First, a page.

The Outsiders placed Lowe at the birth of the modern youth movement in the entertainment industry. During his time on The West Wing, he witnessed the surreal nexus of show business and politics both on the set and in the actual White House. And in between are deft and humorous stories of the wild excesses that marked the eighties, leading to his quest for family and sobriety.
Never mean-spirited or salacious, Lowe delivers unexpected glimpses into his successes, disappointments, relationships, and one-of-a-kind encounters with people who shaped our world over the last twenty-five years. These stories are as entertaining as they are unforgettable."
Review: This was probably one of my favorite autobiographies to date. Having Rob Lowe read his own life story, you get a feel for the emotion behind certain chapters in his life, which was such a bonus. The experiences he shared from his childhood, of his parent's divorce, being uprooted from Ohio, and his mother's mental ups and downs really do correlate to the addictions and issues he struggled through later in life. Interestingly enough, he had a constant, internal dream of the stable family with a wife and children he loved. Despite his good looks, his easy women, and his foray into addiction, Hollywood seems to be something that he has figured out and given a spot in his life, but not given the spotlight. That journey was really interesting to sit back and experience with him.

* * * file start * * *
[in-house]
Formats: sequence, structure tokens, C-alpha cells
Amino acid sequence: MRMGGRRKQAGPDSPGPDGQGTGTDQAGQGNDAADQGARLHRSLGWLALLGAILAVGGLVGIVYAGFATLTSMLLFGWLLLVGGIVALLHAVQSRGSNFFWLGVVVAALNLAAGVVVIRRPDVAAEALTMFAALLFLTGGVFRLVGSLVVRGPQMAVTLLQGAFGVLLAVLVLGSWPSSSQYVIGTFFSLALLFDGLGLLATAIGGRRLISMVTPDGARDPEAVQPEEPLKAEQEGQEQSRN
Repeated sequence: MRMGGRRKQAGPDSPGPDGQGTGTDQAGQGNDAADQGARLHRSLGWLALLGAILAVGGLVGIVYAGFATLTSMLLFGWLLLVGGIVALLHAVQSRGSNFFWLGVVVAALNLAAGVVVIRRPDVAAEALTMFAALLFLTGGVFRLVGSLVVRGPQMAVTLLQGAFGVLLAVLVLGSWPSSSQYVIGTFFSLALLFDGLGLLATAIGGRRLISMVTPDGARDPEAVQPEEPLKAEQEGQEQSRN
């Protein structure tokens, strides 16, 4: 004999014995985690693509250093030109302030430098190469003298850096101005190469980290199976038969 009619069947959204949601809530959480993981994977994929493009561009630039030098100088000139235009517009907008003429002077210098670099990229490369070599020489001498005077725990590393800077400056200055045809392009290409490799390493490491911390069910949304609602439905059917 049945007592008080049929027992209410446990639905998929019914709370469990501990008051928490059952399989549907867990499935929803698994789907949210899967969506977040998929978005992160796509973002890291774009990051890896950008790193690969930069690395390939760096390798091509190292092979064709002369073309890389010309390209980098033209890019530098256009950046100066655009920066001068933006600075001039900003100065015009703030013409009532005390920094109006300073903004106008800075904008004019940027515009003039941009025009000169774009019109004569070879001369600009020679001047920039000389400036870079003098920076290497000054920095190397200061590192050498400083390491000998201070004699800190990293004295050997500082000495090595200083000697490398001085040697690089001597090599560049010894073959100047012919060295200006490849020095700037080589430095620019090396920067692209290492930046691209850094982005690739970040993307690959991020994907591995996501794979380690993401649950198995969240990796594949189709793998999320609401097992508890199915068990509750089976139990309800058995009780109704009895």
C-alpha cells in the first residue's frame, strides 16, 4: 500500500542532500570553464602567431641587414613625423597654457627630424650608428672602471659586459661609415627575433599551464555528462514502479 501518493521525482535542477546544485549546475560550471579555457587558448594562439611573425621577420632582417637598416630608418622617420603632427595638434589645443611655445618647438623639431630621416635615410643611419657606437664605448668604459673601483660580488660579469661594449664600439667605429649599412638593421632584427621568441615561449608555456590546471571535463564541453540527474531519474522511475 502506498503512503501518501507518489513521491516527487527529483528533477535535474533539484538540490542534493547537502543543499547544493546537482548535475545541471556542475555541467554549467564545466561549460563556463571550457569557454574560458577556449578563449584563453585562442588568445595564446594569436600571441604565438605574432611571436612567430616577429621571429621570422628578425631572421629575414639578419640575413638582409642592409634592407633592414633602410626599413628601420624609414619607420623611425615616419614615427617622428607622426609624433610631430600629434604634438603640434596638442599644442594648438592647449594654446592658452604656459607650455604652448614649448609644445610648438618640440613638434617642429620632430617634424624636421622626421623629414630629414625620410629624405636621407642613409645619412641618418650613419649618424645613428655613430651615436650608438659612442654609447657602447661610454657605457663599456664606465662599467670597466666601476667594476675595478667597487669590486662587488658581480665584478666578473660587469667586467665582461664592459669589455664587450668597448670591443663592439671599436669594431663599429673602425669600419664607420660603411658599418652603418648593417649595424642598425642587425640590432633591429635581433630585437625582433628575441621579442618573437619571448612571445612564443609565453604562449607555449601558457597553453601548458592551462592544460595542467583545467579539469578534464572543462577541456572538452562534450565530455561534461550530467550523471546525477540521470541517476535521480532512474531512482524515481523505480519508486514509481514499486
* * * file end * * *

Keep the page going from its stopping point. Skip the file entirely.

One of the things I found most interesting about this autobiography was Lowe's constant identification with his passions. Acting is obviously something that he is incredibly passionate about. He loves acting, and it shows in the way he talks about the movies and television shows he has been in. Rather than always playing the lead role, he learned that he had an aptitude for playing the supporting role in comedies. Now he is engaged in searching out great films that he can direct and be involved in producing. It's nice to see how passionate he is about acting and to hear about the craftsmen side of things.
|Lowe with his sons Matthew and John Owen.|
*FTC Disclosure: Review was based on a library copy of the audio book.